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Friday, September 08, 2006 

Mexico's Electoral Court Downplays Irregularities

¡Pobre México! Tan lejos de Dios, y tan cerca de los Estados Unidos.
(Poor Mexico! So far from God, and so close to the United States.)
—General Porfirio Díaz, President of Mexico, 1877–1911


It seems Mexico has been hit by the Orwellian PAN rules - some pigs are more equal than others. In its final ruling, Mexico's electoral court (TEPJF) acknowledged there were illegal campaign interference from President Vicente Fox and the Consejo Coordinador Empresarial (CCE). They state that both Fox and the CCE showed favoritism towards candidate Felipe Calderónthe of the ruling National Action Party (PAN).

They recognized that the attack ads used against Andrés Manuel López Obrador (AMLO) were illegal, however, they pointed out that the AMLO had used the same tactics. Nevertheless, in the end, the seven-judge panel firmly stated that none of the irregularities was significant enough to have significantly altered the outcome of the election.
The unappealable ruling handed down by the electoral court, which in its 10 years of existence has never been accused of bias, details each of the irregularities that were found, but says that their impact was not strong enough to justify annulling the elections.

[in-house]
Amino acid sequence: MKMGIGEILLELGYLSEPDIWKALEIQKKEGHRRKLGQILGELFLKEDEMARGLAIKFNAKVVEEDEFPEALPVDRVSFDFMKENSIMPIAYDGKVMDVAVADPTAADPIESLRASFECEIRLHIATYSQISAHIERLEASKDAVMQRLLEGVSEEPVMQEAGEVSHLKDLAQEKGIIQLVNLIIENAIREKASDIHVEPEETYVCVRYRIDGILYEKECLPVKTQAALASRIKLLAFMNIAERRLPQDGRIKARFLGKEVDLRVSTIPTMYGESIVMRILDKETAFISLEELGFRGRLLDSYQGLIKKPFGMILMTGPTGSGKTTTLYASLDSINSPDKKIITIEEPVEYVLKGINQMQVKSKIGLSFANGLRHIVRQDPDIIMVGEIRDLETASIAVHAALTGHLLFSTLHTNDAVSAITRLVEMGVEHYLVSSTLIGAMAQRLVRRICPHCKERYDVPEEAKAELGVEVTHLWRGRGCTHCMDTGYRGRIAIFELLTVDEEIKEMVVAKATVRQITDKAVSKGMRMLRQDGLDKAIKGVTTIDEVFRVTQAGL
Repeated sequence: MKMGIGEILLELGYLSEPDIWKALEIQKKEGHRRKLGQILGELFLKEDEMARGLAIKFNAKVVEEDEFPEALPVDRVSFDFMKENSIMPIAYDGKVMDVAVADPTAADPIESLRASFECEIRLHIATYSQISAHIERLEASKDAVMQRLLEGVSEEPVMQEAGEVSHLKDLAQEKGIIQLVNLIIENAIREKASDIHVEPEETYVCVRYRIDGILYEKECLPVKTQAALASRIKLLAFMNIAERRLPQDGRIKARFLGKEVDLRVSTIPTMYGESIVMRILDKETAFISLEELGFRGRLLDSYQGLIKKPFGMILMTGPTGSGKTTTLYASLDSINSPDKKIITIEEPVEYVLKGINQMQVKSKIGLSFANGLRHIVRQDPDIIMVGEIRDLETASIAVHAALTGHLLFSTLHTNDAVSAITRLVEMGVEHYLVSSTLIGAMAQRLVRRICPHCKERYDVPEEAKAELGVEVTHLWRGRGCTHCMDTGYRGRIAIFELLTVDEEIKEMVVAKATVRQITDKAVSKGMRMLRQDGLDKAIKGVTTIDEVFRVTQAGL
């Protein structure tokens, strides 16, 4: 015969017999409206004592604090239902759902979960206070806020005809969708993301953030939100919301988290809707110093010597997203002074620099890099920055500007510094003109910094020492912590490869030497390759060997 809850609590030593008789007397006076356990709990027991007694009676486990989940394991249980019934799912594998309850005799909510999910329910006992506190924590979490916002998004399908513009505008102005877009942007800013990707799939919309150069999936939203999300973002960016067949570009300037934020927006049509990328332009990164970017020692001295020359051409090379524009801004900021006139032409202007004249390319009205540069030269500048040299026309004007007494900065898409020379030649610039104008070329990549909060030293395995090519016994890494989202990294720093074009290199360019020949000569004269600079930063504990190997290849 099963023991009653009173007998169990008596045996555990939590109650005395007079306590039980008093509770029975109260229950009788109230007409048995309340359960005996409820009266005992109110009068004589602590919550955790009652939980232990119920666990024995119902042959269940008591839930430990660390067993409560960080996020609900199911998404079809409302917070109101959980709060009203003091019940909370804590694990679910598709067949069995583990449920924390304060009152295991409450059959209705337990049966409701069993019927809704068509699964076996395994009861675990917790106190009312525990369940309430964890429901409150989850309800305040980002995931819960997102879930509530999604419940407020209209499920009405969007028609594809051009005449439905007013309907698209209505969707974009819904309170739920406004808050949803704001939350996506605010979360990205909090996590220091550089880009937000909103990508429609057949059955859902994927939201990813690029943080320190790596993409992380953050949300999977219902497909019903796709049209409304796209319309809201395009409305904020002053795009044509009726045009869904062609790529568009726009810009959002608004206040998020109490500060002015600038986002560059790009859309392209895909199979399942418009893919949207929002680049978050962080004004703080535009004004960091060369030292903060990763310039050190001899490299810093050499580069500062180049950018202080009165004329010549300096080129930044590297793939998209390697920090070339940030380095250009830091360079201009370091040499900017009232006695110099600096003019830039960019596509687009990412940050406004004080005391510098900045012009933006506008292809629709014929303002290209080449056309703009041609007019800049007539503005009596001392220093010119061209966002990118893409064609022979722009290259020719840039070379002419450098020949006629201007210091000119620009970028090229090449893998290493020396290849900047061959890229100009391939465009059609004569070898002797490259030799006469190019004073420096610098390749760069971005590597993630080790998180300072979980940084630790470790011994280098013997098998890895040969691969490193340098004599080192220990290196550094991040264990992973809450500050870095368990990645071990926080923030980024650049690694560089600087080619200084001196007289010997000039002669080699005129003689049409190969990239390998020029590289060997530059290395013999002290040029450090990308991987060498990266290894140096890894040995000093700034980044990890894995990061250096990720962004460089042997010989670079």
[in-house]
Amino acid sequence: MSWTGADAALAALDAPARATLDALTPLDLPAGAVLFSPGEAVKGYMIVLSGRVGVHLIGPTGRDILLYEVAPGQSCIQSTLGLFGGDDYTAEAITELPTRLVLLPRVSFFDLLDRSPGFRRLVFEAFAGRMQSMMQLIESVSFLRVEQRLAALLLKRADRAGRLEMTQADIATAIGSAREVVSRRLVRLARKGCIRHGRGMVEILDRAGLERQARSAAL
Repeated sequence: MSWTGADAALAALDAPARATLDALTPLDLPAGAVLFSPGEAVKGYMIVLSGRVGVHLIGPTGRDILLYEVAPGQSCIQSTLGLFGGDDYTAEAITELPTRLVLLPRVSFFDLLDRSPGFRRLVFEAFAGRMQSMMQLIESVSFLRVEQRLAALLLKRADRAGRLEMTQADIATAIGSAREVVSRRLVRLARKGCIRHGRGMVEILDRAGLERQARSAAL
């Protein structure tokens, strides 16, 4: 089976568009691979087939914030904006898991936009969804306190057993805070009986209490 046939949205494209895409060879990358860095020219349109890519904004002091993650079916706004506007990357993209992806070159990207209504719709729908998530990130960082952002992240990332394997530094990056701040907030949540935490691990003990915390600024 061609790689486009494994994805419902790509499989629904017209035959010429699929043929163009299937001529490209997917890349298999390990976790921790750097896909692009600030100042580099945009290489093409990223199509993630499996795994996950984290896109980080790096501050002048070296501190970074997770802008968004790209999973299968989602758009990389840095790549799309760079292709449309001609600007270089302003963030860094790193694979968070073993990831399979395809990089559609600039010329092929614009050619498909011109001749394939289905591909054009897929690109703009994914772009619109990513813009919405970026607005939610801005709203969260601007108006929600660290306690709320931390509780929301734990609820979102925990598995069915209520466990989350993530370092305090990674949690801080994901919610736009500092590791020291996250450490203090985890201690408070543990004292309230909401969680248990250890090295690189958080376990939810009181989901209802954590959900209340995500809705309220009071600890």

Where the Orwellian rules enter is the fact TEPJF had previously ruled to annull two provincial governor race. In TEPJF landmark cases, the Tabasco election the court determined there were "grave irregularities." They found there that vote buying existed and there was greater coverage produced for the PRI candidate by the state-owned television network.

The court had also rejected the allegations that López Obrador received unfair treatment by the media, and that the Fox administration manipulated government social programmes to benefit Calderón.
With regard to the alleged misuse of government social programmes, the electoral court found that in more than half of the municipalities where local residents benefit from the aid plans, López Obrador triumphed, while the winner in the country's 15 poorest municipalities was Roberto Madrazo, the candidate of the Institutional Revolutionary Party (PRI), which ruled the country from 1929 to 2000, but came in third in the July elections.
In a mid August El Universal poll, those living in Mexico City 59% felt that the election was stolen. After decades of a one-party rule sustained with fraudulent elections, it is not surprising that many Mexicans have a deep distrust of their own institutions and courts.

According to Reforma columnist, Miguel Granados, the judges decision to downplay the irregularities, has now sent clear message that "illegalities are good business." I have to agree to his assessment. There was clear evidence of voter fraud had occurred in which the election court has chose to ignore. What would does it take to prove fraud? If more than half of the tally sheets from the nation's 130,000 election precincts contained errors in arithmetic, how can one make a judgement that it is due to widespread "incompetence" among poll workers? How does one explain ballots magically appearing and disappearing?

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